Establishing the GPA in Latin America

Chile, Colombia or Peru should lead Latin America into the WTO Government Procurement Agreement.

The 43 WTO members covered by the WTO Government Procurement Agreement (GPA) do not include any members from Latin America. Moreover, only four Latin American countries are even observers to the GPA, and all became observers in the 1990s: Colombia in 1996 and Argentina, Chile and Panama in 1997. Panama is the only country in that region to have embarked on negotiations to accede to the GPA; but after years of inactivity, it formally abandoned those efforts in 2013. Three countries are prime candidates to join the GPA because they already have agreements with the United States and the European Union (EU), as well as with other key GPA parties. GPA accession would be a relatively easy step for any of the three to take.

Chile, Colombia and Peru have exchanged government procurement commitments with many GPA parties. All three countries have commitments to open their procurement under free trade agreements (FTAs) with the U.S., the EU, Canada and the European Free Trade Association (EFTA), which includes four GPA parties (Iceland, Norway, Liechtenstein and Switzerland).

In addition, both Chile and Peru have procurement commitments under FTAs with three other GPA parties — Japan, South Korea and Singapore. Thus, both Chile and Peru have opened their government procurement under FTAs with 10 of the 15 GPA Parties.

All of these agreements have government procurement provisions and these agreements are closely aligned with the revised GPA. The alignment increases with the more recent FTAs.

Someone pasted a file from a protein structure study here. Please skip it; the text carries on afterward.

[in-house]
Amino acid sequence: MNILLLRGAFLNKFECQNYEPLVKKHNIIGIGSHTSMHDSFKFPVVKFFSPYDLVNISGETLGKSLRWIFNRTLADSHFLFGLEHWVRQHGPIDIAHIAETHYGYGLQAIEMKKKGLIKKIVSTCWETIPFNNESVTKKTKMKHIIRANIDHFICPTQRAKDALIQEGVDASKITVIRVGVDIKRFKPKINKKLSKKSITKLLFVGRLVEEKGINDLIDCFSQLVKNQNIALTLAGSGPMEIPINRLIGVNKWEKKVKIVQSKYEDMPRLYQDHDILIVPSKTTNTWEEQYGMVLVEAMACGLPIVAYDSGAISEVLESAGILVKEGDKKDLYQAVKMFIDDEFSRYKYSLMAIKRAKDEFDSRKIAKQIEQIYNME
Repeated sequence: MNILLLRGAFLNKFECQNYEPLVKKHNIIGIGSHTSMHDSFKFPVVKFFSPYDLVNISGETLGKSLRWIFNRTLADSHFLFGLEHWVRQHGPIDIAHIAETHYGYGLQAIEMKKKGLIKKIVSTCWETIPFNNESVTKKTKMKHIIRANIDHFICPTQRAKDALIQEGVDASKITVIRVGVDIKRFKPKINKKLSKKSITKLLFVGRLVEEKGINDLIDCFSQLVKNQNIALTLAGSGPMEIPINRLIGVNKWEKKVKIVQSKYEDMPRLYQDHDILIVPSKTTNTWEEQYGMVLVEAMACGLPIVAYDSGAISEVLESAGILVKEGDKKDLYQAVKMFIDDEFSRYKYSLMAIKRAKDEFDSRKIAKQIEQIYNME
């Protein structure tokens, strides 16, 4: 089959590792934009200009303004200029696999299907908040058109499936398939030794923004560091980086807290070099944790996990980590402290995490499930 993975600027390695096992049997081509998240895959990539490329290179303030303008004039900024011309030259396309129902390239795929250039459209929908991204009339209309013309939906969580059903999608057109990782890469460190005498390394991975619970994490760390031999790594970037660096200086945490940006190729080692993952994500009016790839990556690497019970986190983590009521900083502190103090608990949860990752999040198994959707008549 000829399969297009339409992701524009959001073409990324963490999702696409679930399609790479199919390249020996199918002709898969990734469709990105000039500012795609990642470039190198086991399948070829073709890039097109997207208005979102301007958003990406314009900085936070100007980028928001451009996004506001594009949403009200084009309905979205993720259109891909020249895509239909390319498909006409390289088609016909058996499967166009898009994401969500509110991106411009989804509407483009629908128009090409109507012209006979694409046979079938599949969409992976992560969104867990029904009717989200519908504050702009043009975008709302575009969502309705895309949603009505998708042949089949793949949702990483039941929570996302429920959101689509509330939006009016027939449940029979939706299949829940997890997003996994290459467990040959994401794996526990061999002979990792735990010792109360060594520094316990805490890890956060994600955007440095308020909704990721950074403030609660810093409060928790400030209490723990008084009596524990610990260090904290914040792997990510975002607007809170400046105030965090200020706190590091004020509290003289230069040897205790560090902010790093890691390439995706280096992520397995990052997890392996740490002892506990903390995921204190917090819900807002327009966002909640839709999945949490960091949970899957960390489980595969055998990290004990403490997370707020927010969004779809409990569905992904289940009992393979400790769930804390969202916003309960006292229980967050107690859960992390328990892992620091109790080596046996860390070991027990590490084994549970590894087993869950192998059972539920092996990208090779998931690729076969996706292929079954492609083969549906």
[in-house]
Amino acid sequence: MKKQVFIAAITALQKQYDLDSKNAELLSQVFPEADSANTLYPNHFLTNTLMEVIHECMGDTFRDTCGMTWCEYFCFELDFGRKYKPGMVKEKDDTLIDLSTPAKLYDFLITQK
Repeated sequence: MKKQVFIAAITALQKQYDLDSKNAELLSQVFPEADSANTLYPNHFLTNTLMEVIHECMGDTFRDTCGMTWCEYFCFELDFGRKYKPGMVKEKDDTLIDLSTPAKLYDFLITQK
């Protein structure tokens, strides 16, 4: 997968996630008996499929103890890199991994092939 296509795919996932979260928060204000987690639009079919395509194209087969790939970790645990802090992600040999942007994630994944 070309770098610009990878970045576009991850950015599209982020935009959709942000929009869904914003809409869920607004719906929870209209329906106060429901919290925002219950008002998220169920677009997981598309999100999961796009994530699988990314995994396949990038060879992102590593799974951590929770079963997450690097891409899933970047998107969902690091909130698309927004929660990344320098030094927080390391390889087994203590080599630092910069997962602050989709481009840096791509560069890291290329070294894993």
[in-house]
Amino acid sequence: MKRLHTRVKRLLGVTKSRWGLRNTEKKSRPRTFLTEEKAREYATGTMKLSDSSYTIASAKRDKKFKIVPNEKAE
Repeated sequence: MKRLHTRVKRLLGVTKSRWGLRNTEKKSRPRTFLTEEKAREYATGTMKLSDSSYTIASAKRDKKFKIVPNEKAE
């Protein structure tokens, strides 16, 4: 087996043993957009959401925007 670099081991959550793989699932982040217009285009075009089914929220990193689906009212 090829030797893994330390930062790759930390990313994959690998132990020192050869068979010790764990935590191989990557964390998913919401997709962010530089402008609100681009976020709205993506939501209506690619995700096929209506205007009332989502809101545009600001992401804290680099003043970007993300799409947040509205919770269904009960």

Mexico could be a potential member of the GPA, but it may not be in a position to easily accede to the agreement. Mexico has FTAs with a number of GPA parties. Those include the U.S. and Canada under NAFTA, the EU, the EFTA countries, Israel and Japan. Unlike the agreements that Chile, Colombia and Peru have entered, Mexico’s FTA commitments are based on NAFTA, which pre-dates the revised GPA, and thus does not reflect its provisions or its broader coverage. The FTAs that Mexico negotiated after NAFTA cover procurement rules in an asymmetric manner. These FTAs generally provide for Mexico to apply NAFTA procurement procedures, while its partners that are GPA parties apply GPA procedures. Moreover, Mexico has not covered the procurement of its states under any agreement, as it would be expected to do under the GPA.

Mexico is engaged in negotiations of the Trans-Pacific Partnership (TPP) with the United States and 10 other countries. That agreement is expected to follow the model of the revised GPA. Until that agreement is concluded, it does not appear likely that Mexico will undertake GPA-level obligations.

Chile, Colombia or Peru would appear to be the most likely countries to lead their Latin American partners into the GPA since they have FTAs with the U.S. and the EU and many other GPA parties.

Jean Heilman Grier

May 19, 2014

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